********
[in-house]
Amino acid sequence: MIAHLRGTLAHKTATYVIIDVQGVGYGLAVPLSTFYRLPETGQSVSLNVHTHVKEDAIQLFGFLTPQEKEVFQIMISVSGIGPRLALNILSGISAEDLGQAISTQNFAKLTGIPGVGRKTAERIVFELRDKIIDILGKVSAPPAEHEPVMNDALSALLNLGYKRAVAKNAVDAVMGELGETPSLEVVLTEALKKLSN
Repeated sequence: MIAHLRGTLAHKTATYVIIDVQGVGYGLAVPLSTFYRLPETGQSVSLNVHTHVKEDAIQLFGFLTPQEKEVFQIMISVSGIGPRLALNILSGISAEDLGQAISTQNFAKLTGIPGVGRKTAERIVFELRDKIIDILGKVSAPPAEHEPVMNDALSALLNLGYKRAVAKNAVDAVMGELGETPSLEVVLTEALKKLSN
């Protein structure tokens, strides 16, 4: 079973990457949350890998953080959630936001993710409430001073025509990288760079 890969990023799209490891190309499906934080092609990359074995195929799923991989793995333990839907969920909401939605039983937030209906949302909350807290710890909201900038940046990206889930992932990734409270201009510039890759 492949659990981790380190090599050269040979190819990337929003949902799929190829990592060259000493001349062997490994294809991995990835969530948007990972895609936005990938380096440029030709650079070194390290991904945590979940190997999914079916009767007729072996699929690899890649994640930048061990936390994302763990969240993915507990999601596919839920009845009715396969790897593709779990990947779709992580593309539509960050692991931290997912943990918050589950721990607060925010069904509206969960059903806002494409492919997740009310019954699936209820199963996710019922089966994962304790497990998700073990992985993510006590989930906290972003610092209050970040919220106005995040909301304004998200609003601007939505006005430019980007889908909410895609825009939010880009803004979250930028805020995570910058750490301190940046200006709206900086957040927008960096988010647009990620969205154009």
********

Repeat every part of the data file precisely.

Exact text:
[in-house]
Amino acid sequence: MIAHLRGTLAHKTATYVIIDVQGVGYGLAVPLSTFYRLPETGQSVSLNVHTHVKEDAIQLFGFLTPQEKEVFQIMISVSGIGPRLALNILSGISAEDLGQAISTQNFAKLTGIPGVGRKTAERIVFELRDKIIDILGKVSAPPAEHEPVMNDALSALLNLGYKRAVAKNAVDAVMGELGETPSLEVVLTEALKKLSN
Repeated sequence: MIAHLRGTLAHKTATYVIIDVQGVGYGLAVPLSTFYRLPETGQSVSLNVHTHVKEDAIQLFGFLTPQEKEVFQIMISVSGIGPRLALNILSGISAEDLGQAISTQNFAKLTGIPGVGRKTAERIVFELRDKIIDILGKVSAPPAEHEPVMNDALSALLNLGYKRAVAKNAVDAVMGELGETPSLEVVLTEALKKLSN
């Protein structure tokens, strides 16, 4: 079973990457949350890998953080959630936001993710409430001073025509990288760079 890969990023799209490891190309499906934080092609990359074995195929799923991989793995333990839907969920909401939605039983937030209906949302909350807290710890909201900038940046990206889930992932990734409270201009510039890759 492949659990981790380190090599050269040979190819990337929003949902799929190829990592060259000493001349062997490994294809991995990835969530948007990972895609936005990938380096440029030709650079070194390290991904945590979940190997999914079916009767007729072996699929690899890649994640930048061990936390994302763990969240993915507990999601596919839920009845009715396969790897593709779990990947779709992580593309539509960050692991931290997912943990918050589950721990607060925010069904509206969960059903806002494409492919997740009310019954699936209820199963996710019922089966994962304790497990998700073990992985993510006590989930906290972003610092209050970040919220106005995040909301304004998200609003601007939505006005430019980007889908909410895609825009939010880009803004979250930028805020995570910058750490301190940046200006709206900086957040927008960096988010647009990620969205154009």